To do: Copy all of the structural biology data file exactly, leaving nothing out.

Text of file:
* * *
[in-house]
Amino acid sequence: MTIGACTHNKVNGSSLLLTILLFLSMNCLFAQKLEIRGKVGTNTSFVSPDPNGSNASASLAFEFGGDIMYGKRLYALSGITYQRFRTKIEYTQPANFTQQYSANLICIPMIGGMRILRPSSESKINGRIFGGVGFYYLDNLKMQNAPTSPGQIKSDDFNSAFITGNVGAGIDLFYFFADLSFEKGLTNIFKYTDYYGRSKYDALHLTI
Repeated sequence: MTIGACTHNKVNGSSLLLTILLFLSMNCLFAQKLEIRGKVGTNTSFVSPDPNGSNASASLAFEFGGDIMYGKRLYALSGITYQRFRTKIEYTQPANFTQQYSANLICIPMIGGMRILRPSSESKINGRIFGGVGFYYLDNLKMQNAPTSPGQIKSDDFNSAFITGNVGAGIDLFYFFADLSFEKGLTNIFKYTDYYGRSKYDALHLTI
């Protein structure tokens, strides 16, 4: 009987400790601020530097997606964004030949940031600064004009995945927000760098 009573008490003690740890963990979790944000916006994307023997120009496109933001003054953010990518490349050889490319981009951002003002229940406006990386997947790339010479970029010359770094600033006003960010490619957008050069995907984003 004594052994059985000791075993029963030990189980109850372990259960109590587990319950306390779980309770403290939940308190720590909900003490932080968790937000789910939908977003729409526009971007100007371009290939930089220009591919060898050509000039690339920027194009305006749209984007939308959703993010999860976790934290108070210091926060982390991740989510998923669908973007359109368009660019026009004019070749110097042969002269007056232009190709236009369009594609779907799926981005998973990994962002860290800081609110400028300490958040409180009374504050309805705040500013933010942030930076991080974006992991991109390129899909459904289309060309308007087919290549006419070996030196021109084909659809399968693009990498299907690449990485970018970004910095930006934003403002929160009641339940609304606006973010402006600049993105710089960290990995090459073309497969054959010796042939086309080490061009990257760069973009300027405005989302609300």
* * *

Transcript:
[in-house]
Amino acid sequence: MTIGACTHNKVNGSSLLLTILLFLSMNCLFAQKLEIRGKVGTNTSFVSPDPNGSNASASLAFEFGGDIMYGKRLYALSGITYQRFRTKIEYTQPANFTQQYSANLICIPMIGGMRILRPSSESKINGRIFGGVGFYYLDNLKMQNAPTSPGQIKSDDFNSAFITGNVGAGIDLFYFFADLSFEKGLTNIFKYTDYYGRSKYDALHLTI
Repeated sequence: MTIGACTHNKVNGSSLLLTILLFLSMNCLFAQKLEIRGKVGTNTSFVSPDPNGSNASASLAFEFGGDIMYGKRLYALSGITYQRFRTKIEYTQPANFTQQYSANLICIPMIGGMRILRPSSESKINGRIFGGVGFYYLDNLKMQNAPTSPGQIKSDDFNSAFITGNVGAGIDLFYFFADLSFEKGLTNIFKYTDYYGRSKYDALHLTI
């Protein structure tokens, strides 16, 4: 009987400790601020530097997606964004030949940031600064004009995945927000760098 009573008490003690740890963990979790944000916006994307023997120009496109933001003054953010990518490349050889490319981009951002003002229940406006990386997947790339010479970029010359770094600033006003960010490619957008050069995907984003 004594052994059985000791075993029963030990189980109850372990259960109590587990319950306390779980309770403290939940308190720590909900003490932080968790937000789910939908977003729409526009971007100007371009290939930089220009591919060898050509000039690339920027194009305006749209984007939308959703993010999860976790934290108070210091926060982390991740989510998923669908973007359109368009660019026009004019070749110097042969002269007056232009190709236009369009594609779907799926981005998973990994962002860290800081609110400028300490958040409180009374504050309805705040500013933010942030930076991080974006992991991109390129899909459904289309060309308007087919290549006419070996030196021109084909659809399968693009990498299907690449990485970018970004910095930006934003403002929160009641339940609304606006973010402006600049993105710089960290990995090459073309497969054959010796042939086309080490061009990257760069973009300027405005989302609300």